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UCLA is one of the country’s leading research institutions. We offer patients a wide variety of clinical trial opportunities and pancreatic disease treatments not found at smaller hospitals.
Pancreatic Cancer Research at UCLA
Because we participate in international, UCLA-based and industry-sponsored clinical trials, we have a diverse portfolio of clinical trial options for patients with all stages of pancreatic cancer.
Our team of experts meets regularly to explore clinical trials we would like to participate in, as well as ones we would like to initiate. Clinical trials are aimed at improving survival for patients living with pancreatic cancer, including those with cancer that has metastasized, or spread.
Putting Research into Practice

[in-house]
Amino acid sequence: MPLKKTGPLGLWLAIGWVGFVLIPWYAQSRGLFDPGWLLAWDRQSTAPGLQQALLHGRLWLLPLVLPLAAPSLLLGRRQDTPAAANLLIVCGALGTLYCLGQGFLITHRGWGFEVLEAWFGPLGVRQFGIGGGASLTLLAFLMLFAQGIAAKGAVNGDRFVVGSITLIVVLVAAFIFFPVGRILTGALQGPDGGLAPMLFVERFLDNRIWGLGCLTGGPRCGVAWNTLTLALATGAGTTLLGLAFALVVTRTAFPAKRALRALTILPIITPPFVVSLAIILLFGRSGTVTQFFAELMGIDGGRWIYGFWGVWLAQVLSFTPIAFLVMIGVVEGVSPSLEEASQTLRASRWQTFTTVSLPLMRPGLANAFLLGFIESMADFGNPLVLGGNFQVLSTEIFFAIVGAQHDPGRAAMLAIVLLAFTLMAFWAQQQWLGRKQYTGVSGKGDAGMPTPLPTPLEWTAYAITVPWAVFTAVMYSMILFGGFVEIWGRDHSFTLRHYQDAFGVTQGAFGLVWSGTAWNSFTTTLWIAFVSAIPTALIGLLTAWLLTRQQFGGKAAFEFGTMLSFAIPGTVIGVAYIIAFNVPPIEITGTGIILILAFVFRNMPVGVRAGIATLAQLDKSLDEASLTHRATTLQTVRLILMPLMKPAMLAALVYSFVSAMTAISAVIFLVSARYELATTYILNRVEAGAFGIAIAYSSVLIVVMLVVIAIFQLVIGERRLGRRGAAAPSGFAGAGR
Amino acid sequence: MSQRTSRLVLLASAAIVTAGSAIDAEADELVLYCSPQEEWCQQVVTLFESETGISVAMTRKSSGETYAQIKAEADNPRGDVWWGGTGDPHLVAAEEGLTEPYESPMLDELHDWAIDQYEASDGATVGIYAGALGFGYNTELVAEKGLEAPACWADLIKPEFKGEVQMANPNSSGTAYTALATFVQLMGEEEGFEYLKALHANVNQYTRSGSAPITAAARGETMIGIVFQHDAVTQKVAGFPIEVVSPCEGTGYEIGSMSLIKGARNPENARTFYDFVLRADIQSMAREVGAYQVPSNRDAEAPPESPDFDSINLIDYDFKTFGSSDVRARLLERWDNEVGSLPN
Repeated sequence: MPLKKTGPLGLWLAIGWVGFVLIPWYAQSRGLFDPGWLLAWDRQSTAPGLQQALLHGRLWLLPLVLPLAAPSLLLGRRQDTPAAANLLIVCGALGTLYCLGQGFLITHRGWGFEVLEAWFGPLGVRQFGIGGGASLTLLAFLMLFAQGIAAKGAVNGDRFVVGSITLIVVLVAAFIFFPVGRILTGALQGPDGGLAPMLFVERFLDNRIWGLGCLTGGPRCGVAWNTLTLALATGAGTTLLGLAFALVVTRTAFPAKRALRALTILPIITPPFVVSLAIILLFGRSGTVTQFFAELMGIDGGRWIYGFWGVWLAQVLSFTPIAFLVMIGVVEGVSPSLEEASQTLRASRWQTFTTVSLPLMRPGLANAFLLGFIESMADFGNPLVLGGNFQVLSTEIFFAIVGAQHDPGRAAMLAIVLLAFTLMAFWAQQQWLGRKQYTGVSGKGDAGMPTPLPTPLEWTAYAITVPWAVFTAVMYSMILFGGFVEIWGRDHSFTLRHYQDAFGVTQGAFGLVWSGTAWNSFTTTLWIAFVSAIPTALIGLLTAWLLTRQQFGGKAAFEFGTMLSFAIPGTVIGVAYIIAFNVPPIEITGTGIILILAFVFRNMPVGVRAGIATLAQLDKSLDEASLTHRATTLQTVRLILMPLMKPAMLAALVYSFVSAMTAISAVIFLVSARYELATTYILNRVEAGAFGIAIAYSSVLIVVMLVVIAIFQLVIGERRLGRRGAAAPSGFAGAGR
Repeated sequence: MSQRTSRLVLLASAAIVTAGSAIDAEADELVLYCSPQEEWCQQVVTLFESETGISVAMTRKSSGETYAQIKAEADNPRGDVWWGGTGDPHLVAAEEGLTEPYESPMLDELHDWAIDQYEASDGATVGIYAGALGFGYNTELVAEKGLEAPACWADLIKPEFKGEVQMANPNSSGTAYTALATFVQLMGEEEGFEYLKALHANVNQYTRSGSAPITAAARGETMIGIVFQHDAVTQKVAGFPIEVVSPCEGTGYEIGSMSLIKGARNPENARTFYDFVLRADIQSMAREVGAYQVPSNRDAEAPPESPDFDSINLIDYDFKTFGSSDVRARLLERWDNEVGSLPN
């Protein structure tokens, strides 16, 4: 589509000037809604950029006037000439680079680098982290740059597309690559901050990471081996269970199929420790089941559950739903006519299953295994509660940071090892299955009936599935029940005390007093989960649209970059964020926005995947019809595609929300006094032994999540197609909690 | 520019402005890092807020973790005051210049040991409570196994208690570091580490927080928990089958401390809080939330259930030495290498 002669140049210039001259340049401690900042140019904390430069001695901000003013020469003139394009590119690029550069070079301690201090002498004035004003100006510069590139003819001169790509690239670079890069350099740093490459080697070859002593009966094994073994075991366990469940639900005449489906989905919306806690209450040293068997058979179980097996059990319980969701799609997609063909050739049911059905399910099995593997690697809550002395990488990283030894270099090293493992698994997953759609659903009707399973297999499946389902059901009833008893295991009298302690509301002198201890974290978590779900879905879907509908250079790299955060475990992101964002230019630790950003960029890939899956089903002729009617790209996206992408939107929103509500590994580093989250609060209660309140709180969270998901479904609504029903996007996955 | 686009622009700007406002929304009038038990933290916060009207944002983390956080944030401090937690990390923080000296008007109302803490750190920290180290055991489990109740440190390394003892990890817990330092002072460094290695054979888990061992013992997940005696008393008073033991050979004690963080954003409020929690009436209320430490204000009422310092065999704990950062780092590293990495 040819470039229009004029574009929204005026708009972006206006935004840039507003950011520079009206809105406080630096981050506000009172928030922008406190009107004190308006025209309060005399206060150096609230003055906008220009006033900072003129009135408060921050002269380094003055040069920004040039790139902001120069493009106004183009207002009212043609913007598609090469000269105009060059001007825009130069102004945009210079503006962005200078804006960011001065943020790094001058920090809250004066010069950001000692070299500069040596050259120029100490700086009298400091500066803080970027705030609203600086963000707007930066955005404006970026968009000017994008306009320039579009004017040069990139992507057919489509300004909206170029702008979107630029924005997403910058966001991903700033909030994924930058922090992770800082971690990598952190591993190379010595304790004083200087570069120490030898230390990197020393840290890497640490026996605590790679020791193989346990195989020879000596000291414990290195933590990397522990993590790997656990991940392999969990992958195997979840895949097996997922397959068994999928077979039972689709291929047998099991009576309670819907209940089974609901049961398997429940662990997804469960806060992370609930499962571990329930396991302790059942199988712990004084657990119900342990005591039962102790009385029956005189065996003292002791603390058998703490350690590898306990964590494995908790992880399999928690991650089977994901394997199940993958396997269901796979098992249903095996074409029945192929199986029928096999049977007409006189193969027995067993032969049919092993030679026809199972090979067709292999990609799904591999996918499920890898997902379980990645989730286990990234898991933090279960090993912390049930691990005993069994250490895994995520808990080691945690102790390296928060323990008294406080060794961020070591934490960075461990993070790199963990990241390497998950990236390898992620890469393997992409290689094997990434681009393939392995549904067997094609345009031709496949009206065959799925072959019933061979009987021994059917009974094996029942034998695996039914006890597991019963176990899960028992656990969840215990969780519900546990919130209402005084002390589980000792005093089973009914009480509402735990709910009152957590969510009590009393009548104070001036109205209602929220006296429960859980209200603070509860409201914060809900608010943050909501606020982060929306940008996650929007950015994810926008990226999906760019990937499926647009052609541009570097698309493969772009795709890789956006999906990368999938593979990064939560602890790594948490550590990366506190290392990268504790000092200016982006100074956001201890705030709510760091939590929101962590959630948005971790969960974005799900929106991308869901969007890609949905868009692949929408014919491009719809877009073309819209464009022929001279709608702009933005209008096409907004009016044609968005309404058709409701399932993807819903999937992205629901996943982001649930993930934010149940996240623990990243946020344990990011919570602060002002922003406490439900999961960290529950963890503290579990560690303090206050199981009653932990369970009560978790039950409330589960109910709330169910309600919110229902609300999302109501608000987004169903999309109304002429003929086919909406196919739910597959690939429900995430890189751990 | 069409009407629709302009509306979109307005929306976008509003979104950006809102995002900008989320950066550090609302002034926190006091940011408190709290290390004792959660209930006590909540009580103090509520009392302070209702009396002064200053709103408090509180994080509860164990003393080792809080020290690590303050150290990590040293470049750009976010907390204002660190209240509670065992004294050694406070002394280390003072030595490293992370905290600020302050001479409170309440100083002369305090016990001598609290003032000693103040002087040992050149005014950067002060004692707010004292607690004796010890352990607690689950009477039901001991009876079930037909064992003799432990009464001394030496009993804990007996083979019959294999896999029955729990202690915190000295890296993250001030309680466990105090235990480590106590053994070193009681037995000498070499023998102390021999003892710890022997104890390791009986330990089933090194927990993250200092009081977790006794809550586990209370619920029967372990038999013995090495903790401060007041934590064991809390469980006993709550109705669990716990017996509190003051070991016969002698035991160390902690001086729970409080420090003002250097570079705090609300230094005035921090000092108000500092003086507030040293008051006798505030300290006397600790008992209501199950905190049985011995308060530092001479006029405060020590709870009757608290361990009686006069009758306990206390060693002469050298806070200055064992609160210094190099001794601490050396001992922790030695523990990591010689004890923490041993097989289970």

With the establishment of our integrated practice unit, our Center for Pancreatic Disease created a formal partnership between the center’s three research groups:
- The Hirshberg Foundation for Pancreatic Cancer Research
- The Pancreatic Cancer Molecular Medicine Translational Research Program
- The Center for Excellence in Pancreatic Diseases Research (CEPDR)
Many of our clinicians are also prominent pancreatic disease researchers. Our new integrated practice unit allows for extensive collaboration among the center’s research and treatment efforts.
The Hirshberg Foundation for Pancreatic Cancer Research
The Hirshberg Foundation for Pancreatic Cancer Research was founded in 1997 by Agi Hirshberg, whose husband, Ron, died of pancreatic cancer. The program established the Ronald S. Hirshberg Translational Pancreatic Cancer Research Lab, also supporting the UCLA Pancreas Tissue Bank.
In the early 2000s, the Hirshberg Foundation launched a seed grant program to fund scientists and clinicians testing innovative approaches to pancreatic cancer. This program has provided more than $5 million to programs researching areas, including early diagnosis, treatment and prevention. Grant recipients have gone on to generate more than $65 million in funding from agencies like the NIH (National Institutes of Health).
Funding from the Hirshberg Foundation has helped make UCLA one of the nation’s leading institutions for pancreatic cancer research.